Click on the input grid to toggle pixel values between 00 (white) and 11 (blue). To randomize the input grid, press ‘Randomize Grid’. To reset all pixels to 00, press ‘Reset Grid’. Use the sliders at the bottom to change the coefficients ww. To reset all coefficients ww to 00, press ‘Reset Coefficients.’

ChebNet

ChebNet refines this idea of polynomial filters by looking at polynomial filters of the form: pw(L)=i=1dwiTi(L~) p_w(L) = \sum_{i = 1}^d w_i T_i(\tilde{L}) where TiT_i is the degree-ii Chebyshev polynomial of the first kind and L~\tilde{L} is the normalized Laplacian defined using the largest eigenvalue of LL: We discuss the eigenvalues of the Laplacian LL in more detail in a later section. L~=2Lλmax(L)In. \tilde{L} = \frac{2L}{\lambda_{\max}(L)} - I_n.

What is the motivation behind these choices?

Polynomial Filters are Node-Order Equivariant

The polynomial filters we considered here are actually independent of the ordering of the nodes. This is particularly easy to see when the degree of the polynomial pwp_w is 11: where each node’s feature is aggregated with the sum of its neighbour’s features. Clearly, this sum does not depend on the order of the neighbours. A similar proof follows for higher degree polynomials: the entries in the powers of LL are equivariant to the ordering of the nodes.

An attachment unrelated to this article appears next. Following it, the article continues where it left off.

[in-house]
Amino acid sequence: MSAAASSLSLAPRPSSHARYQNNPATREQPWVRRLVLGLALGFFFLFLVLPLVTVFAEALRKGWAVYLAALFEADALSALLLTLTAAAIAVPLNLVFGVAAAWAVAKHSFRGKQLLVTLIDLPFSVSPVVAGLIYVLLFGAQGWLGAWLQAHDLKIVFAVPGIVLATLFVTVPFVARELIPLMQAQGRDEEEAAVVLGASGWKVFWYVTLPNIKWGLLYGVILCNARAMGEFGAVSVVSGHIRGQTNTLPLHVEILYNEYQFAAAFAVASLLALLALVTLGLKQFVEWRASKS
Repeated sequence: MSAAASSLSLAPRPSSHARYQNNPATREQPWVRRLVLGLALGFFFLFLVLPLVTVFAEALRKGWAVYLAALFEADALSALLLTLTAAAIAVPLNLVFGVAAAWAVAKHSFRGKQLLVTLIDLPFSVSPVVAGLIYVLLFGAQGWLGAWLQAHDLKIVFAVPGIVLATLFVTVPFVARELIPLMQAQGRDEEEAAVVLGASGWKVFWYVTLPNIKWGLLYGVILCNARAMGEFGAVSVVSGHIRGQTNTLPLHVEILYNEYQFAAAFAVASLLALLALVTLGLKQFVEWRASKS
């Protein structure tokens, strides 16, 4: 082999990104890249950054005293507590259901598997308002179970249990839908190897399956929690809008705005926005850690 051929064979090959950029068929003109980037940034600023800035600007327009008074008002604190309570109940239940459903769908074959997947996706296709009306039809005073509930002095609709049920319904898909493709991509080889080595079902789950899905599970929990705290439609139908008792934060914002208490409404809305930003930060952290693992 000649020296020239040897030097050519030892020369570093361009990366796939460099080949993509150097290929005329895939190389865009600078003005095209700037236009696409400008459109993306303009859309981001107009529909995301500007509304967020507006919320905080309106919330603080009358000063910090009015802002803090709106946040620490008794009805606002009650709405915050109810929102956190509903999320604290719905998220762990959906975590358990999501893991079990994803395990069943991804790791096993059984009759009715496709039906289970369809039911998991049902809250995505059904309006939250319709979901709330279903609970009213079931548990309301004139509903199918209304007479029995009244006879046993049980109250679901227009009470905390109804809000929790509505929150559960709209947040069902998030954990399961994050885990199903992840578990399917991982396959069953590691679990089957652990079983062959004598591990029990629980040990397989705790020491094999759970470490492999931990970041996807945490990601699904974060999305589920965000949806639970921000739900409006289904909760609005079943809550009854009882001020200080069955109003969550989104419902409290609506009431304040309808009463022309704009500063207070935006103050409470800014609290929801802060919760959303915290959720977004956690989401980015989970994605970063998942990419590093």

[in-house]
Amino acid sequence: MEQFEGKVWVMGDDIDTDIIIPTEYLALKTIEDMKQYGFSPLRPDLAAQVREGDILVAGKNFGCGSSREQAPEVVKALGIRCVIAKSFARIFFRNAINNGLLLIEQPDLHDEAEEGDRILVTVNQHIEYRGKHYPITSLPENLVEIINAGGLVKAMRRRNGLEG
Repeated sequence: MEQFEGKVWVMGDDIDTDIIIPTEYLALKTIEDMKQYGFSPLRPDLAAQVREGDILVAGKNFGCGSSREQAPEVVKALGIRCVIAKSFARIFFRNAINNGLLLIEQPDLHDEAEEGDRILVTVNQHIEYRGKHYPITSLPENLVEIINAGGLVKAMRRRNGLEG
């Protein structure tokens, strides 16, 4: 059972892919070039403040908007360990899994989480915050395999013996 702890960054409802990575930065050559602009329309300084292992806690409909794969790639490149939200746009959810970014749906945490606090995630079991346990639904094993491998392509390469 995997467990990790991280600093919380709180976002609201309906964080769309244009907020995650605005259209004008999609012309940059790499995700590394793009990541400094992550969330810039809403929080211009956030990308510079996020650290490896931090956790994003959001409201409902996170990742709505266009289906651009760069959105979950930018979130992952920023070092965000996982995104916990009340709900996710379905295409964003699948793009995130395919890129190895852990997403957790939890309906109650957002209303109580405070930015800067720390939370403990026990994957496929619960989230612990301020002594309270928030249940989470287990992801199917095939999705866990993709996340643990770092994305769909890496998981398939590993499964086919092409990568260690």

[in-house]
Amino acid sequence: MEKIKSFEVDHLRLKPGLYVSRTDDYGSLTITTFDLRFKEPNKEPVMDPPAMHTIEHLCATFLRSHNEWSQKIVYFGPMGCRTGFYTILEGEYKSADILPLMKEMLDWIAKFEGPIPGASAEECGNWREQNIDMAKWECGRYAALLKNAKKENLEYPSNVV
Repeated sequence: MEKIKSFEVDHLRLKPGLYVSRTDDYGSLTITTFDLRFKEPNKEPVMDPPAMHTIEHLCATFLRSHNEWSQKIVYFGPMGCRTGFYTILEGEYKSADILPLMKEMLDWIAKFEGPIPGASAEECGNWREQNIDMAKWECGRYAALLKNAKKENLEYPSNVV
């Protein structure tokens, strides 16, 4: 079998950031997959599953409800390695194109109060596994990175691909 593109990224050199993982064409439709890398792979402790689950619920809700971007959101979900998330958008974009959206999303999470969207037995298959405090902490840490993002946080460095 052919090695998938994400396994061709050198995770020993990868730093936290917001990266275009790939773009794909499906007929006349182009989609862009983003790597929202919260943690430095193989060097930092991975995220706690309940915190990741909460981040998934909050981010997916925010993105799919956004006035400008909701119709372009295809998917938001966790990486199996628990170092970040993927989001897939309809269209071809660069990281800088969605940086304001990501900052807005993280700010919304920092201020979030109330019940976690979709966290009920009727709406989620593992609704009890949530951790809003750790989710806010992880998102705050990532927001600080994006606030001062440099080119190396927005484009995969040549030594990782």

Details for the Interested Reader

As above, let’s assume an arbitrary node-order over the nn nodes of our graph. Any other node-order can be thought of as a permutation of this original node-order. We can represent any permutation by a permutation matrix PP. PP will always be an orthogonal 010-1 matrix: PPT=PTP=In. PP^T = P^TP = I_n. Then, we call an algorithm ff node-order equivariant iff for all permutations PP: f(Px)=Pf(x). f(Px) = P f(x). When switching to the new node-order using the permutation PP, the quantities below transform in the following way: xPxLPLPTLiPLiPT \begin{aligned} x &\to Px \\ L &\to PLP^T \\ L^i &\to PL^iP^T \end{aligned} and so, for the case of polynomial filters, we can see that: f(Px)=i=0dwi(PLiPT)(Px)=Pi=0dwiLix=Pf(x). \begin{aligned} f(Px) & = \sum_{i = 0}^d w_i (PL^iP^T) (Px) \\ & = P \sum_{i = 0}^d w_i L^i x’ \\ & = P f(x). \end{aligned} as needed.